Logging onto my PC a couple of days ago, I was told that Windows 11 was available as an upgrade. Having procrastinated for weeks now, I thought why not, even though I was using the PC for work that day.
Windows 10 then started up as usual and I went about replying e-mails, writing articles and working on an Excel worksheet. Out of curiosity, I went to check on Windows Update on the progress – sure enough, Windows 11 was being downloaded and installed in the background.
Just as I was going off for an early lunch, the PC prompted me to restart it so Windows 11 could be installed. So I clicked yes and went off to lunch.
An hour or so later when I got back to my desk, the login screen looked a little different. I logged in again and there I was in Windows 11, the new operating system, with barely any intervention from me.
After years of installing operating systems, from Windows 95 to the FreeBSD-based FreeNAS for my network drives, this surely is the simplest upgrade yet. All I did was restart the PC once.
To be fair, my PC is fairly new. Less than a year old, it runs on an AMD Ryzen 5 chip, 32GB RAM, an Nvidia GeForce RTX 3080 graphics card and a 1GB solid state drive, so I had expected no issues.
Still, I had waited for things to stabilise for the new Microsoft operating system, which was launched last year with very little fanfare. One reason was an early issue with AMD processors, which suffered from performance problems until they were fixed later.
Now using Windows 11, I’d say the first obvious change is the taskbar being moved from side to the middle. It takes a little getting used to but it’s not that big of a problem.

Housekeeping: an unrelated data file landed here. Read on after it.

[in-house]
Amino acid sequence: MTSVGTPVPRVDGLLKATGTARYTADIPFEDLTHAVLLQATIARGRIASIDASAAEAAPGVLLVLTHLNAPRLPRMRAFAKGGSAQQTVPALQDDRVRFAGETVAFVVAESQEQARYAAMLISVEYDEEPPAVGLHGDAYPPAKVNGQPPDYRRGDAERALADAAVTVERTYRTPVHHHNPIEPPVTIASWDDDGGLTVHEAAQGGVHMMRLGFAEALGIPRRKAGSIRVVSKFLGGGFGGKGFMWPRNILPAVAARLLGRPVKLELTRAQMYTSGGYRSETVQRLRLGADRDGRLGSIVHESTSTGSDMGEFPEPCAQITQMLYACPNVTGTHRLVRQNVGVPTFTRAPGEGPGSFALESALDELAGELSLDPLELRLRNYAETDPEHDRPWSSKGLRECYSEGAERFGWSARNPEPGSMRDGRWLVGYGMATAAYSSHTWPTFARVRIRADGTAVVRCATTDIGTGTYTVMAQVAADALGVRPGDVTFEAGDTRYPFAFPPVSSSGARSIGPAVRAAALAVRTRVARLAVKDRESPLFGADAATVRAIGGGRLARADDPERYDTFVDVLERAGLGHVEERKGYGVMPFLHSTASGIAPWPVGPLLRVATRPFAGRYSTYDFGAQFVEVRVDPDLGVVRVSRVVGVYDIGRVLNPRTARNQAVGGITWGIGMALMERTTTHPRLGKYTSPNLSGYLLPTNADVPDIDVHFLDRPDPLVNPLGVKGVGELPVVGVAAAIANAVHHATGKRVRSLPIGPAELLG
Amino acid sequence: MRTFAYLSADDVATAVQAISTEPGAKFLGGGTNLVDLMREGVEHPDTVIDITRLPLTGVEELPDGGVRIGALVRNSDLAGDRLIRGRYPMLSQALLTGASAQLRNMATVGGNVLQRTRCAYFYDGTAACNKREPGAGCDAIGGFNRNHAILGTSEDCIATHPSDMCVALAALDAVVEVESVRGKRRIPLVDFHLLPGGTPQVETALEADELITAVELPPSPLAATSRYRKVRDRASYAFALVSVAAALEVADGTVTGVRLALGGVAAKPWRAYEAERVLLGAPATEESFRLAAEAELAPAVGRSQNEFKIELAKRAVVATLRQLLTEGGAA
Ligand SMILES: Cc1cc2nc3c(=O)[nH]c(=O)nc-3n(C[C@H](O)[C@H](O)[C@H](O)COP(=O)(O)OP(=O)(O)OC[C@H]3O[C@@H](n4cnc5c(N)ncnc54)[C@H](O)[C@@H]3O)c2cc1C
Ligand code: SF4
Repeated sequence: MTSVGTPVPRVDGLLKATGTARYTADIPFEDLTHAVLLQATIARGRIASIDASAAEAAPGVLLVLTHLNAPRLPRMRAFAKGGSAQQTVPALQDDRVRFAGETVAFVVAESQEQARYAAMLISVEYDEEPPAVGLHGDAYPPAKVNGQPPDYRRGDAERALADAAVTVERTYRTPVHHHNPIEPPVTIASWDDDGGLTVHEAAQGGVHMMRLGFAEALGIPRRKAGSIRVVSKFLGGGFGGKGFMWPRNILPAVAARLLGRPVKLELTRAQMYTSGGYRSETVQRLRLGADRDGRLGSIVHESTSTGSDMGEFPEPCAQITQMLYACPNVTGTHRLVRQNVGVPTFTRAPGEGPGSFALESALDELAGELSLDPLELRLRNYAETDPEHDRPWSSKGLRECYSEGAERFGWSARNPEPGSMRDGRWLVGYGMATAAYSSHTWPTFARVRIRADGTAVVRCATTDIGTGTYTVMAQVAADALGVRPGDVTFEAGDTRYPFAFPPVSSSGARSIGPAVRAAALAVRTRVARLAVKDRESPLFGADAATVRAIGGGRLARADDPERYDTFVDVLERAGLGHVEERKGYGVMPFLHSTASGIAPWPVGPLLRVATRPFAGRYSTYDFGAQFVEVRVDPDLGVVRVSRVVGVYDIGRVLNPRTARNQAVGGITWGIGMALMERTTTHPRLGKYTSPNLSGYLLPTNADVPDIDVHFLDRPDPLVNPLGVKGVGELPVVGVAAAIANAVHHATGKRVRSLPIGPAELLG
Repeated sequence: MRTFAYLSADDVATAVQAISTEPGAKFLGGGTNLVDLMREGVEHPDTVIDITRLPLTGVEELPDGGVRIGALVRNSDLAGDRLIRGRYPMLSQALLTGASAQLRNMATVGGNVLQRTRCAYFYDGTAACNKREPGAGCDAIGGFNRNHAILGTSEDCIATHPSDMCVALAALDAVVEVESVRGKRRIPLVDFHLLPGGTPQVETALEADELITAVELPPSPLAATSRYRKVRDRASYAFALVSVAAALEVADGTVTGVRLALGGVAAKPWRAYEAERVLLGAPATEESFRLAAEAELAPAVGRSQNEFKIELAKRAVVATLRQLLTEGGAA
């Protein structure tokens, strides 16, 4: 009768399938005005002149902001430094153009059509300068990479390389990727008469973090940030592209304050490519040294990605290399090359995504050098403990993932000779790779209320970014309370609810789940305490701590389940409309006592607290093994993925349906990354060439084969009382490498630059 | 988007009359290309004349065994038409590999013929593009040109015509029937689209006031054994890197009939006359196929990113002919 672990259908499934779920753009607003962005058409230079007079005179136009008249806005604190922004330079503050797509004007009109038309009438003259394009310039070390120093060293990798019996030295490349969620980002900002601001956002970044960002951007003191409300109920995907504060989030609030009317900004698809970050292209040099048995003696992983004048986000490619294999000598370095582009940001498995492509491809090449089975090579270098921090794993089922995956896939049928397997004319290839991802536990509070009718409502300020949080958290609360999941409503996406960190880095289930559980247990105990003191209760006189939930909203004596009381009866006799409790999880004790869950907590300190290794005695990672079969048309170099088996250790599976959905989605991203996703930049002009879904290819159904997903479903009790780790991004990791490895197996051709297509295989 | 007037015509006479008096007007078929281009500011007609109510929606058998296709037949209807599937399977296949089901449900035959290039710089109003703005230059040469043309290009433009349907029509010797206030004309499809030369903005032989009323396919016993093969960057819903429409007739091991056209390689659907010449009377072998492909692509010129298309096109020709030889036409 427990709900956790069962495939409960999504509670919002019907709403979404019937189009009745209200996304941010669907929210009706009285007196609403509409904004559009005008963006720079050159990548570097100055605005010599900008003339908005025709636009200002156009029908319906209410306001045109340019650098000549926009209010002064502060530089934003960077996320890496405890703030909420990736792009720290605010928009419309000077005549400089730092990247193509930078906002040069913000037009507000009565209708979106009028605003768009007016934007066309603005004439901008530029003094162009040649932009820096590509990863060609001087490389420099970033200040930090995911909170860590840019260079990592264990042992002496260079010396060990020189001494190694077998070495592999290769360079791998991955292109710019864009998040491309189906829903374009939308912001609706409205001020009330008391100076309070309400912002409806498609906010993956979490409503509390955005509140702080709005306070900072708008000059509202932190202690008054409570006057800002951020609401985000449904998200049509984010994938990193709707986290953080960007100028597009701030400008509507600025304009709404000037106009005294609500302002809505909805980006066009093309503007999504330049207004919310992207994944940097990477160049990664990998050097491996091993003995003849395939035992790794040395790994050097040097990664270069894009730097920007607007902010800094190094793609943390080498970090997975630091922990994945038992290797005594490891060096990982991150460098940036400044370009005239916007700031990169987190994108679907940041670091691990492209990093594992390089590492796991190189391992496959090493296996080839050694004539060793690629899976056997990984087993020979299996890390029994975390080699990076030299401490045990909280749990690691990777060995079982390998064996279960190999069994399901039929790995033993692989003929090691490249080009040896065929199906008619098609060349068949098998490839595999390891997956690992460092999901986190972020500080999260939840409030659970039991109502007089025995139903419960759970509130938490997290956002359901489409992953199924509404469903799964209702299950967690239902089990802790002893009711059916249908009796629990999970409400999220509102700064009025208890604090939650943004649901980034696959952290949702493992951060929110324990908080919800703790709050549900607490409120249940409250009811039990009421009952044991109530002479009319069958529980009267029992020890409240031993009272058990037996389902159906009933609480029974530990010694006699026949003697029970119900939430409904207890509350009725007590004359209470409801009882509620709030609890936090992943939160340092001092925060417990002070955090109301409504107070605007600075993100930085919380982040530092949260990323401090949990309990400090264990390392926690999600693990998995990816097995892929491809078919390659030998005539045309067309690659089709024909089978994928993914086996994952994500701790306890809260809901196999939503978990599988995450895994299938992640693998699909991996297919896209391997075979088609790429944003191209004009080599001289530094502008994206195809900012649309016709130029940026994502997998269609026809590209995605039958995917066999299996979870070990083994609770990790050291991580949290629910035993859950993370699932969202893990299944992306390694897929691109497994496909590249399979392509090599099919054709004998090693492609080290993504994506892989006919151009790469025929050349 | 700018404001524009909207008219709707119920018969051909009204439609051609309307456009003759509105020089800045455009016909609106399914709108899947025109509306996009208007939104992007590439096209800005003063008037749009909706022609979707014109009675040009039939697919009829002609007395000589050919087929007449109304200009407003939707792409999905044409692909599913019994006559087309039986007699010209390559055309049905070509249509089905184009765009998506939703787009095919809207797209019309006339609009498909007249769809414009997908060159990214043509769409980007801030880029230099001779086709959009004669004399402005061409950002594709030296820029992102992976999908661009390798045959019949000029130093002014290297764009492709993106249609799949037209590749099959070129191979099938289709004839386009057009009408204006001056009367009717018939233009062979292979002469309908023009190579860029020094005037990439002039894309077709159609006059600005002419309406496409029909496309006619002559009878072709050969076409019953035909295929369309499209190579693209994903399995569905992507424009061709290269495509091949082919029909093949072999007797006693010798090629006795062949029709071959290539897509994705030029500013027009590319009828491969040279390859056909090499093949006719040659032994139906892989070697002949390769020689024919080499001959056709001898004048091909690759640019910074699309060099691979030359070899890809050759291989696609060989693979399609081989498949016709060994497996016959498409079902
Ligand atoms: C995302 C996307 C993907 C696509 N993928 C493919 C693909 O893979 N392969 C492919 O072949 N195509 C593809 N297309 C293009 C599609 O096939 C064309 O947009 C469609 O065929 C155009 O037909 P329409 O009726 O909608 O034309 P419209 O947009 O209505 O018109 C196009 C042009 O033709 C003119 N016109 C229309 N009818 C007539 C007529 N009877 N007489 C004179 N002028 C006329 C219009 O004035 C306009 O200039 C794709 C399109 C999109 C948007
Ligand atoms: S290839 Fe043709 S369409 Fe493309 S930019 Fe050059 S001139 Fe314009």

The biggie, actually, is the ability to run Android apps – yes, on Windows – in the coming months. The development is apparently ahead of schedule and a public beta begins next month.
For now, the Microsoft Store also looks good with a number of commonly used apps. I installed the Disney+ app to watch the latest episode of the Book of Boba Fett instead of doing it on a browser.
All these features are cool but the big surprise remains how easy it is for existing Windows users to upgrade to Windows 11. Seamless and easy are words I’d use to describe the experience, which you can’t say for previous Windows versions.
My desktop PC wasn’t even the first one PC at home to get on Windows 11. A few weeks ago, I was surprised when I fired up my old Dell XPS 13 and found Windows 11 already installed on the laptop. My school-going daughter sheepishly told me she had upgraded it a few days earlier!
Yes, she only had a non-administrator account to the laptop but for some reason, she could say yes to an upgrade. That’s not a good thing for security, to be sure, but it is another reminder of how easy Windows 11 is installed. Child’s play, literally.